Today, all businesses want to have a digital presence and reach a global audience, irrespective of their size. Therefore, digital marketing specialists can apply for various roles across industries, including in content management, digital branding, e-commerce, marketing strategy, etc. 

The MBA curriculum in Digital Marketing is designed to provide training in content marketing, SEO, social media management, marketing analytics, branding, and digital communications. These skills are critical in managing and navigating the present-day marketing landscape. Correspondingly, some universities may go over and above the standard course structure with the offerings given below.

  • Strategy formulation: Detailing step-wise frameworks and templates for strategic decision-making and applying design thinking approaches to solve problems.
  • International business: It looks at business from a global perspective via international economics, international trade, competitive strategy, cross-cultural management, export compliance, etc.
  • Innovation and change: Exploring leadership styles and recommendations in the context of the constantly-changing tech-driven world. 
  • Capstone project: Enabling multidisciplinary skill development through intellectual stimulation and hands-on experiences.

If you are interested in pursuing this functional domain, check out the MBA (Global) with Specialisation in Digital Marketing on upGrad. The 21-month program is offered by Deakin Business School (a top-ranking management institute in Australia) and MICA (a leading higher education provider for communication-related courses in India). The dual credentials demonstrate your advanced skills to prospective employers and give you exclusive access to lifelong alumni networks.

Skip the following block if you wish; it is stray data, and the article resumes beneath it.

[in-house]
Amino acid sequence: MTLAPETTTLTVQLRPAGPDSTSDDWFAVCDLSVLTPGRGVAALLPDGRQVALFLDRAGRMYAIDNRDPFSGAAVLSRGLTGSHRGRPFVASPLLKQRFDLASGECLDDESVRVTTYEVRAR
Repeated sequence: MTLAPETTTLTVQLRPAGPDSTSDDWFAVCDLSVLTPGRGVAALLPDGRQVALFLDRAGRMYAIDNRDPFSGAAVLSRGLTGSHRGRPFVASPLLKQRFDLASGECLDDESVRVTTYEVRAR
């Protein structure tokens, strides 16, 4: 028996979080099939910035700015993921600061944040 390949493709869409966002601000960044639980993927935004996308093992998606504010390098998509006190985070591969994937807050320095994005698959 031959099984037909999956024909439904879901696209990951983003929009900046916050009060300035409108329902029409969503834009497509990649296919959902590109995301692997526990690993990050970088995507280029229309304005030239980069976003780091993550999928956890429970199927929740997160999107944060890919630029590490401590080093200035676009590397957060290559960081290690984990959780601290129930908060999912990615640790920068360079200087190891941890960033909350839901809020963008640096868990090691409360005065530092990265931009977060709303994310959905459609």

4. MBA With Supply Chain Management Specialisation

With the globalisation of business and the increasing uncertainty of supply networks, there is a huge demand for professionals adept in strategic planning and management. Research shows that 66% of firms dedicate 5-15% of their turnover to operations and supply chain spends. Moreover, more than half of supply chain leaders worldwide are positioned at top management levels. 

Earning an advanced postgraduate degree can considerably increase your chances of career success. Qualified graduates can enter the world of work in procurement, logistics, and project management roles. 

In terms of academic rigour, this concentration focuses on core management subjects in addition to the following contents:

  • ‘Source, Make and Move’ methods;
  • Demand planning and forecasting;
  • Advanced sourcing strategies;
  • Logistics and distribution optimisation;
  • Financial analysis in real-world supply chains;
  • Urban last-mile distribution systems;
  • Integrated & Global Supply Chain Management.